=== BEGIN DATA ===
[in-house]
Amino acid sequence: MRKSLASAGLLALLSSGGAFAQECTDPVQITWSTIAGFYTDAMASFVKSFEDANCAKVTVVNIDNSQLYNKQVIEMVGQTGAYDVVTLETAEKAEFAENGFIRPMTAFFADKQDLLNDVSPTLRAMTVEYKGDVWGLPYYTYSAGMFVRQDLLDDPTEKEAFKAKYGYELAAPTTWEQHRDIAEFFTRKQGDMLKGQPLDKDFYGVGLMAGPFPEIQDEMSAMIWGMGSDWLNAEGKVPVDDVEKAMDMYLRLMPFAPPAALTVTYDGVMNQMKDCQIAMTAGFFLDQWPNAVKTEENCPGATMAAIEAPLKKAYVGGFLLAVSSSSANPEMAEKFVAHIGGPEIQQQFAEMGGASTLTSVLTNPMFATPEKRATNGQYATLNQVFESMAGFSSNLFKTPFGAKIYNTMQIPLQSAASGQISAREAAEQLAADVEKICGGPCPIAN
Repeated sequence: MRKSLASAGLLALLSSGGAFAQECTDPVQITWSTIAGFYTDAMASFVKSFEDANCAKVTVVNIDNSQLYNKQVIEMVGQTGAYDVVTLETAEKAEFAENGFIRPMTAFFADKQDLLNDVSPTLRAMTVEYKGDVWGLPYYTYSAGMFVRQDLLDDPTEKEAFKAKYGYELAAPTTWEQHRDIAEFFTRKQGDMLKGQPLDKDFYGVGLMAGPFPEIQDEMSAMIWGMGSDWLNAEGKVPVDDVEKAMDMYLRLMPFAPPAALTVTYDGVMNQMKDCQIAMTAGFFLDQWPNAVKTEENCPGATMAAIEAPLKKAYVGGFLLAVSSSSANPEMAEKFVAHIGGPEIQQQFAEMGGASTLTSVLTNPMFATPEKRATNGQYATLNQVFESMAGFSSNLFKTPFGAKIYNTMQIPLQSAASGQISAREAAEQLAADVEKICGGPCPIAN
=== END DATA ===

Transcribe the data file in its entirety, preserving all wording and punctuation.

[in-house]
Amino acid sequence: MRKSLASAGLLALLSSGGAFAQECTDPVQITWSTIAGFYTDAMASFVKSFEDANCAKVTVVNIDNSQLYNKQVIEMVGQTGAYDVVTLETAEKAEFAENGFIRPMTAFFADKQDLLNDVSPTLRAMTVEYKGDVWGLPYYTYSAGMFVRQDLLDDPTEKEAFKAKYGYELAAPTTWEQHRDIAEFFTRKQGDMLKGQPLDKDFYGVGLMAGPFPEIQDEMSAMIWGMGSDWLNAEGKVPVDDVEKAMDMYLRLMPFAPPAALTVTYDGVMNQMKDCQIAMTAGFFLDQWPNAVKTEENCPGATMAAIEAPLKKAYVGGFLLAVSSSSANPEMAEKFVAHIGGPEIQQQFAEMGGASTLTSVLTNPMFATPEKRATNGQYATLNQVFESMAGFSSNLFKTPFGAKIYNTMQIPLQSAASGQISAREAAEQLAADVEKICGGPCPIAN
Repeated sequence: MRKSLASAGLLALLSSGGAFAQECTDPVQITWSTIAGFYTDAMASFVKSFEDANCAKVTVVNIDNSQLYNKQVIEMVGQTGAYDVVTLETAEKAEFAENGFIRPMTAFFADKQDLLNDVSPTLRAMTVEYKGDVWGLPYYTYSAGMFVRQDLLDDPTEKEAFKAKYGYELAAPTTWEQHRDIAEFFTRKQGDMLKGQPLDKDFYGVGLMAGPFPEIQDEMSAMIWGMGSDWLNAEGKVPVDDVEKAMDMYLRLMPFAPPAALTVTYDGVMNQMKDCQIAMTAGFFLDQWPNAVKTEENCPGATMAAIEAPLKKAYVGGFLLAVSSSSANPEMAEKFVAHIGGPEIQQQFAEMGGASTLTSVLTNPMFATPEKRATNGQYATLNQVFESMAGFSSNLFKTPFGAKIYNTMQIPLQSAASGQISAREAAEQLAADVEKICGGPCPIAN